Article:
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Ferguson: A Long Time Coming

Last Saturday Elli and I marched with two close friends and 50,000 others in New York City to protest police killings of unarmed African-Americans. Elli pointed out that the crowd, predominantly people of color in their teens and twenties, carried her back to the civil rights marches of five decades ago.

The march also got me thinking about when I attended the founding conference of Critical Resistance, an organization formed in 1998 to fight mass incarceration. That year, our prison population had skyrocketed to 1.5 million, and a wildly disproportionate number of those incarcerated were people of color, eviscerating entire communities. At the time, I felt that by locking up that many people the forces of repression were unwittingly sowing the seeds of a mass response.

That response did not materialize immediately. Years passed, and the prison population grew; it now approaches 3 million. The “war on drugs” continued unabated, with a big assist from the draconian post 9/11 laws. In the last decade, police departments stepped up their “zero tolerance” policies in minority neighborhoods, “stop and frisk” harassment exploded in New York City, and the court system gutted the constitutional protections against unreasonable search and seizure. New disenfranchisement laws prevented those convicted from voting; Harper’s Index just estimated that 1 out of 8 black men in this country are ineligible to vote because of a felony conviction. The police are increasingly militarized; SWAT teams armed with automatic weapons, dressed like Darth Vader’s soldiers and backed by armored vehicles, smash down doors. As the wars in Iraq and Afghanistan wind down, a growing number of new police recruits are veterans of those wars who treat the people they are supposed to protect as their enemy.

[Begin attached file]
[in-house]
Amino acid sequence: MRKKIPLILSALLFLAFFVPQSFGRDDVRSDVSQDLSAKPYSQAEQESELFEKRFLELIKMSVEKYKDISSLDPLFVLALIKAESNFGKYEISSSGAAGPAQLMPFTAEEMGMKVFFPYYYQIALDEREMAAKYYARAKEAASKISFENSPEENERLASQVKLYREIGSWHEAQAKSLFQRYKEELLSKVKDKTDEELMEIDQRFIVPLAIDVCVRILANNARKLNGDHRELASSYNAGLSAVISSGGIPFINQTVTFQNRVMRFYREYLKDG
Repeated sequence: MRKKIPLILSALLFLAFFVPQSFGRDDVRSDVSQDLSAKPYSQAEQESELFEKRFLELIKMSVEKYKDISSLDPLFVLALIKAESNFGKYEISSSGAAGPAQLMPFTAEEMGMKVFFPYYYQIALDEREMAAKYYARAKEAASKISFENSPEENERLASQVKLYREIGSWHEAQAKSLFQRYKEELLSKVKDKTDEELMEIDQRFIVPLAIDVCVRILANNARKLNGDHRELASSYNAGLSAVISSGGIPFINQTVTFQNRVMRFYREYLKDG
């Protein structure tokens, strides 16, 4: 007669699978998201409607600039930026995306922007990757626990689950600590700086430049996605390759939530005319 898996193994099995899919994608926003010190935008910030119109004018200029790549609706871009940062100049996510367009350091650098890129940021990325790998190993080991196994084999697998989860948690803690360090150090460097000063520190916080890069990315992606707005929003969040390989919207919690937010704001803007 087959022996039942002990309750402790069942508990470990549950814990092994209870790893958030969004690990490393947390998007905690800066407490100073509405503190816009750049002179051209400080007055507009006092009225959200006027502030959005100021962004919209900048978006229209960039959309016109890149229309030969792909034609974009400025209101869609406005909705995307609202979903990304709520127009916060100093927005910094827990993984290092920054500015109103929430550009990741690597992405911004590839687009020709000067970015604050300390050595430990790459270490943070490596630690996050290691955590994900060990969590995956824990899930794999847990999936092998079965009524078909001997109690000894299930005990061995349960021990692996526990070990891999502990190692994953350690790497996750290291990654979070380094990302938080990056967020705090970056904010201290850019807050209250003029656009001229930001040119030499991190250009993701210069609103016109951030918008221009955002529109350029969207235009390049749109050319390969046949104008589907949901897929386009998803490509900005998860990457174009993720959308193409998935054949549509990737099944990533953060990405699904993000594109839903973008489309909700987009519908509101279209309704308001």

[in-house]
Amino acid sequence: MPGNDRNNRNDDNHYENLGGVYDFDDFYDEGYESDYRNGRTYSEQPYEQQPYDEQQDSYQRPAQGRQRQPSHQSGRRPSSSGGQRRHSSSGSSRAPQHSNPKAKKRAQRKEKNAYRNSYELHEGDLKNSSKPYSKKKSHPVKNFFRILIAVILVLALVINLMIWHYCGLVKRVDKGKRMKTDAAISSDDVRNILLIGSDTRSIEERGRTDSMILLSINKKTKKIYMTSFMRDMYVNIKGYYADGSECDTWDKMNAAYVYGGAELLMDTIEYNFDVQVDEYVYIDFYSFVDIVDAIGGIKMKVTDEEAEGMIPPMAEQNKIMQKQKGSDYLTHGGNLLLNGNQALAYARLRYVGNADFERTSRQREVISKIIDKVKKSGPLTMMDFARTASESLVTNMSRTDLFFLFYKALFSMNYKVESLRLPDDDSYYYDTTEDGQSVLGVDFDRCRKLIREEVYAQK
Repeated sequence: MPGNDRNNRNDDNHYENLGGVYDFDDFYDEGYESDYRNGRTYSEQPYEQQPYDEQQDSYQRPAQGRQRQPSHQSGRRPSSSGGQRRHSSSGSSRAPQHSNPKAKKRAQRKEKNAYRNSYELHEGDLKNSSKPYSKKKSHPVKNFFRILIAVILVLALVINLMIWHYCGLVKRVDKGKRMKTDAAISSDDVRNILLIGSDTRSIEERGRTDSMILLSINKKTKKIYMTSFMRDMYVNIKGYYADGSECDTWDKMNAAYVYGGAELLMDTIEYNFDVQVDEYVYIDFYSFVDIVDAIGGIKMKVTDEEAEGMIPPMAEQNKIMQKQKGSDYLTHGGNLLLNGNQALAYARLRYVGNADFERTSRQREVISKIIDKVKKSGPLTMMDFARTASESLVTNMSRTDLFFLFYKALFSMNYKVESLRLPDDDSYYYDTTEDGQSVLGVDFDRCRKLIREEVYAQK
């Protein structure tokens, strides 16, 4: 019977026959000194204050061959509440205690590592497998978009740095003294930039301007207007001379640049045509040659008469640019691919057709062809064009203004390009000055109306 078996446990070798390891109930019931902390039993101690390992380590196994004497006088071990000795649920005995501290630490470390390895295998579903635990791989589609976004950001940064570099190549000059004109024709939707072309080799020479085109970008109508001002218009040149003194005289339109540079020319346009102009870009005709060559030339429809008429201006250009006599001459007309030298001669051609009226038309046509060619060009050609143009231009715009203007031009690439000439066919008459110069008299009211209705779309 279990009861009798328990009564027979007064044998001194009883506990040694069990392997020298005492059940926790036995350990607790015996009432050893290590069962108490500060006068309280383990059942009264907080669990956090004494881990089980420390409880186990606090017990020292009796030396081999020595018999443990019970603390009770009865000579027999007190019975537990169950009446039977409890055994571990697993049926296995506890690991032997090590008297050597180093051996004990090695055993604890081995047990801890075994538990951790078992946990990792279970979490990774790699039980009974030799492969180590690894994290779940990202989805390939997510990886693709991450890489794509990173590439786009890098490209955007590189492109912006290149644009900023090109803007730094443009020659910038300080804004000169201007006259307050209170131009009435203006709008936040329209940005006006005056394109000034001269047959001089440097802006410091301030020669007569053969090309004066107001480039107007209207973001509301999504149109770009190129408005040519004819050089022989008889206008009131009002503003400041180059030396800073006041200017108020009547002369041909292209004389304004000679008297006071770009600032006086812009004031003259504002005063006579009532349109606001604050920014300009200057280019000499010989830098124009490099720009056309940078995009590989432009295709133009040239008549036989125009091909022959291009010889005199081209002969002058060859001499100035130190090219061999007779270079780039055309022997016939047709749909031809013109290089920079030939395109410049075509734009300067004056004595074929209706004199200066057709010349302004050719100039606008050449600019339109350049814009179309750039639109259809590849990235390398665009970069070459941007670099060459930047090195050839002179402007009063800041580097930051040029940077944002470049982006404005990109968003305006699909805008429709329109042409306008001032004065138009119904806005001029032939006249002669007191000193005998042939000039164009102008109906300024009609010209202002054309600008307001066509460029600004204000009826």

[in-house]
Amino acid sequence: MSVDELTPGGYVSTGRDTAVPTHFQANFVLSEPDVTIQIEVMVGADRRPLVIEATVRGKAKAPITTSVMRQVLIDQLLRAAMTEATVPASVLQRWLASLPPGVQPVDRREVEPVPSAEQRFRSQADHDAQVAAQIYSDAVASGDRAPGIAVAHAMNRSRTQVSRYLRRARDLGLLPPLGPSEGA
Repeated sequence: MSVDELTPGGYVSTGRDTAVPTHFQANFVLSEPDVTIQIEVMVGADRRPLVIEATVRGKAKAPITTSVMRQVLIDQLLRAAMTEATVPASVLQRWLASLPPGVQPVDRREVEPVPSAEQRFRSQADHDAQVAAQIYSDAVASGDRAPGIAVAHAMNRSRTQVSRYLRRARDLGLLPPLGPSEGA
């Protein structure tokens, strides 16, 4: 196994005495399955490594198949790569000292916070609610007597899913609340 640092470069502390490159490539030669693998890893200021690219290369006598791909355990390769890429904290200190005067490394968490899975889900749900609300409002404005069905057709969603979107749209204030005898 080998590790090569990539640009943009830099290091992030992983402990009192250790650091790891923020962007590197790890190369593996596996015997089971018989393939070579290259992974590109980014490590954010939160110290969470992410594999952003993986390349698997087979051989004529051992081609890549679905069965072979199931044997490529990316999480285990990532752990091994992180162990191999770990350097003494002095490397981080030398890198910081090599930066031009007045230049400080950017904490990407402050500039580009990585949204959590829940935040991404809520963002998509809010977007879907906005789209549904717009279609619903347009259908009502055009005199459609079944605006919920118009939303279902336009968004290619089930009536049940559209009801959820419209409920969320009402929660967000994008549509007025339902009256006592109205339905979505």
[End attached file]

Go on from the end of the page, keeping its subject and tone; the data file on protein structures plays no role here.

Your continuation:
Last summer we all saw the images of the Ferguson police department’s excessive and brutal use of their weaponry and equipment against protesters. The Eric Garner video confirmed the views of millions of New Yorkers that when dealing with minorities the NYPD is a gang of armed thugs.

I’m surprised by two things about the wave of protests that have swept the nation in the wake of the killings of Michael Brown and Eric Garner. The first is that they didn’t happen sooner. This explosion has been brewing for over twenty years. The second is the restraint exercised by the protesters. Listening to Eric Garner say “I can’t breathe” thirteen times and learning that Michael Brown was left lying in the street dead for over four hours is unspeakably infuriating. I can’t imagine what it must be like to grow up as a person of color under the constant threat of police mistreatment and have no outlet for the rage. That rage has finally found an organized outlet, and in the words of the Sam Cooke song:

“It's been a long, long time coming
but I know a change gonna come
Oh yes it will”

The massive resistance we’ve seen is just a first step. I eagerly await the next. Read More 
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